Talking with Shadowpact

LEO Weekly

Speaking with the members of Shadowpact, it’s easy to understand their appeal. Comprised of emcees Sleye Kooper and Modern Marvill, and producer Artemis the Archer, they are engaging and kind, which is reflected in their work. While it may not be an intentional aesthetic, there is almost no hint of that hip-hop braggadocio so part and parcel to the genre — replaced instead by an earnestness and passion for what they do, and backed by an undeniable confidence.

They got their start as you do, one foot in front of the other. Kooper and Marvill gravitated towards hip-hop in high school before meeting up with Artemis, gathering their skills along the way.

“I took my rap career from being drunk at high school parties to Dragon Ball Z puns,” Kooper said.

It escalated quickly. Since 2012, the trio has been performing and releasing records at a steady clip, including a string of singles, a full-length, an EP and some especially amazing sets.

“You look at our first show at Solidarity: It’s the same people dropping stuff. Dundiff. Touch. The scene really evolved at Forecastle. If the Louisville scene was a volcano, then that Mercury show was the start of that, then that Forecastle set is when it blew. What helped the scene evolve was the attention that the media [gave] after that Forecastle show,” said Marvill.

The members of Shadowpact have a deft handle on their pen, crafting some of the cleverest and pop-culture fluent rhymes in the game, a fun Easter egg hunt with each repeat listen. They know a clever turn when they hear one.

“Going into a Shadowpact track, we [only] curse a little bit,” Kooper said of their choice of words. “So our curse-to-verse ratio is already pretty low. I don’t know — when I curse, I want it to mean something. I’m not editing that shit out, because I put that shit in for a reason.”

That sharp wit cuts both ways. Sleye recalled a quick change made at a show that called for a little softer language: “So, we were playing an all-ages show, and this shit made me laugh mid-set, drop my mic, and walk off the set. On ‘No Comment,’ Devin goes ‘So I pooped on a loose leaf.’ We didn’t prepare for that. And I looked at him like, ‘You didn’t say this.’ I just died. I couldn’t breathe.”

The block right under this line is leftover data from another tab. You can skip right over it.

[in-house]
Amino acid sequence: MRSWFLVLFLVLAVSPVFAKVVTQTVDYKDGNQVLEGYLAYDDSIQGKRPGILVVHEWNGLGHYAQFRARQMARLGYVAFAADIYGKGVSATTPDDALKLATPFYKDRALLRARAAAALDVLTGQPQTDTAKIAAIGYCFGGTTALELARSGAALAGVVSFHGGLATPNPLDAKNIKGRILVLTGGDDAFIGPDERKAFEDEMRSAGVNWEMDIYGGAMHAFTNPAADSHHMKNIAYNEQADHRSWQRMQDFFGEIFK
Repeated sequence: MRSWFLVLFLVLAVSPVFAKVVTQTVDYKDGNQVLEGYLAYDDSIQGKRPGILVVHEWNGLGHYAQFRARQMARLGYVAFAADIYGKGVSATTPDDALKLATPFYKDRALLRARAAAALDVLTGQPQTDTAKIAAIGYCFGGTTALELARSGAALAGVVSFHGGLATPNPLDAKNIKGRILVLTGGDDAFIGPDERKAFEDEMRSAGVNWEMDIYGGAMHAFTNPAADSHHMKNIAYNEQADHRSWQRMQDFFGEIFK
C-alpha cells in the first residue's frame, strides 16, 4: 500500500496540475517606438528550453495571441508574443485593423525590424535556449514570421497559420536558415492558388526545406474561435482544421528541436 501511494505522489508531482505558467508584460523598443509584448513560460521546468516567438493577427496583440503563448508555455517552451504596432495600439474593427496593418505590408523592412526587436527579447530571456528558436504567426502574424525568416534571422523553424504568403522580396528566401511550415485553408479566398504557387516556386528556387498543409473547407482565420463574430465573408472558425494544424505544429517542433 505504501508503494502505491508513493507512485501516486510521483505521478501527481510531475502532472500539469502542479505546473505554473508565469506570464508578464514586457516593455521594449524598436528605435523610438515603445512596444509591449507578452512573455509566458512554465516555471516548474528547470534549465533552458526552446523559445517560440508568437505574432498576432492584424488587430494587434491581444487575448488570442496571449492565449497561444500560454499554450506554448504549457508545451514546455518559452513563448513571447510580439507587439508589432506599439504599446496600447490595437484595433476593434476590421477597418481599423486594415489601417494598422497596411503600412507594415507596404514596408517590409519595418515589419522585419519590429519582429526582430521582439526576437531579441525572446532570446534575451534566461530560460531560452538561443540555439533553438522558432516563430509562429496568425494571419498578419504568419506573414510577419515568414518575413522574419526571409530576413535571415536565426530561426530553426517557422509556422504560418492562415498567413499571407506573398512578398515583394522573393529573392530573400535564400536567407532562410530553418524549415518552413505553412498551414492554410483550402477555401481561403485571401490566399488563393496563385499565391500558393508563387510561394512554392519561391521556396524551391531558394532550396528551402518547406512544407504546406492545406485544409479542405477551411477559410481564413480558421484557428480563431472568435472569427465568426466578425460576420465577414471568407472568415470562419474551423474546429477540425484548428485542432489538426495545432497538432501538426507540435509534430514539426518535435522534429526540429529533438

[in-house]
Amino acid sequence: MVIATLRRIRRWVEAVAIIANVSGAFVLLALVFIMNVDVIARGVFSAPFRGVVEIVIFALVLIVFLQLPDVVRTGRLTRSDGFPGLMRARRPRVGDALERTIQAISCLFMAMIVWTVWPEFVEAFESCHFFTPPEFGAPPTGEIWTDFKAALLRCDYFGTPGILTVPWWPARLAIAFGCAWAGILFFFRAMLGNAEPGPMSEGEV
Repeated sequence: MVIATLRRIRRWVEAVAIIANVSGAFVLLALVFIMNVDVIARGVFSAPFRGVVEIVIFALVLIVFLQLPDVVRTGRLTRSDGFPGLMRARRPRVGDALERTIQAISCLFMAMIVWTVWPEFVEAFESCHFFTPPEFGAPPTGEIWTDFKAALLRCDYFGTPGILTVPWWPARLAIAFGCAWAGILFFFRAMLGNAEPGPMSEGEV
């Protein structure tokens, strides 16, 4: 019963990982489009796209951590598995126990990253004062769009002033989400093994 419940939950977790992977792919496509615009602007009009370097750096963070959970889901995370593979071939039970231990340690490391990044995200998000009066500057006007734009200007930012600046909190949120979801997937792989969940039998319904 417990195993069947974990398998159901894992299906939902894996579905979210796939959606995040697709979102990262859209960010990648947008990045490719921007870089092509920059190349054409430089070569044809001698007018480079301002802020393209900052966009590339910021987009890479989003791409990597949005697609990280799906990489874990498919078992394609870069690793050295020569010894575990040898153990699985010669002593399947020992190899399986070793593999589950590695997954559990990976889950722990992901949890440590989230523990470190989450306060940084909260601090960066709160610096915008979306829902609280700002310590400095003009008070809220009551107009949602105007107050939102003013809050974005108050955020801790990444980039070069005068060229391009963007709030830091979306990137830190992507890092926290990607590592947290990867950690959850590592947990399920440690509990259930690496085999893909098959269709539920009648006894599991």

That tension between pursuing art and keeping the lights on is very real for Shadowpact, and in limiting their time, it impacts their work.

“Some people look at it like, if you really love it, that would be success,” Marvill said. “Success to you would be to work off music. They might think that success is filling a venue. I don’t think that I will ever be 100 percent happy with a job. That’s our major goal — to be able to live off our passions.”

Forecastle 2015 Festival Review: Top 10 Sets + Photos

ConsequenceofSound.net

09. DR. DUNDIFF AND FRIENDS

RC-DrDundiff025

Photo by Ry Crist

Dr. Dundiff actually got his Forecastle spot by posting a bunch of YouTube pitches promising an epic festival performance. Hip-Hop is often known for its intra-genre competition, diss tracks, and beefs. Dundiff flipped this trope on its head and turned the spotlight on the entire Louisville hip-hop scene. The amazing gesture paid off and featured over 10 local hip-hop artists, including rising stars Jalin Roze, 1200, Bird Zoo, Skyscraper Stereo, and Jack Harlow. Each guest seized his opportunity and made a very loud statement that the Louisville hip-hop scene is bubbling up and ready to boil over onto the national scene. The cherry on top was a brief collaboration with the “mayor of Forecastle,” Jim James of Saturday headliners My Morning Jacket. Dundiff’s selfless set was not just admirable in concept; it also delivered beyond expectations. –Zach Hart

 

Our 8 favorite sets of Forecastle 2015

LEO Weekly

Friday 

Parker Millsap
Every day the first set I caught stood out as one of my favorites. And on day one, Parker Millsap, an early-’20s-something that carves out wise-beyond-years Southern gothic folk, impressed me. I’ve known of him for a while and have always been pretty fond of his stuff, but live, he was even better, focusing on his more upbeat songs and using his fiddle player and upright bassist to keep the energy up. Some young musicians have trouble translating their solo roots music to the stage. Not him. On top of that, he has a voice that carries like Sturgill Simpson’s.—Scott Recker

Alvvays
Coming into the festival to a cacophony of dance music and blues-driven guitar rock, it was a breath of fresh air to hear Alvvays, if only figuratively given the brutally-humid Kentucky summer atmosphere. They had an airy kind of dream-pop feel that engendered a relaxing vibe of the sort that would have lent itself to sitting in a lawn chair, preferably with a fan on you, quietly nodding your head to the beat; maybe this is all just wishful thinking brought on by what I believe now to be a mild heat stroke. You could practically feel the cool Canadian air off their music, which I wish would have been a literal sensation. The lead singer kind of had a Maria Bamford thing going on, this fragile northern ego that seems brave in the face of overwhelming odds, of which there were many considering how many people were there. She was cool but aloof, but never off-putting in how she dealt with the crowd, and the band mirrored that easy stance.—Syd Bishop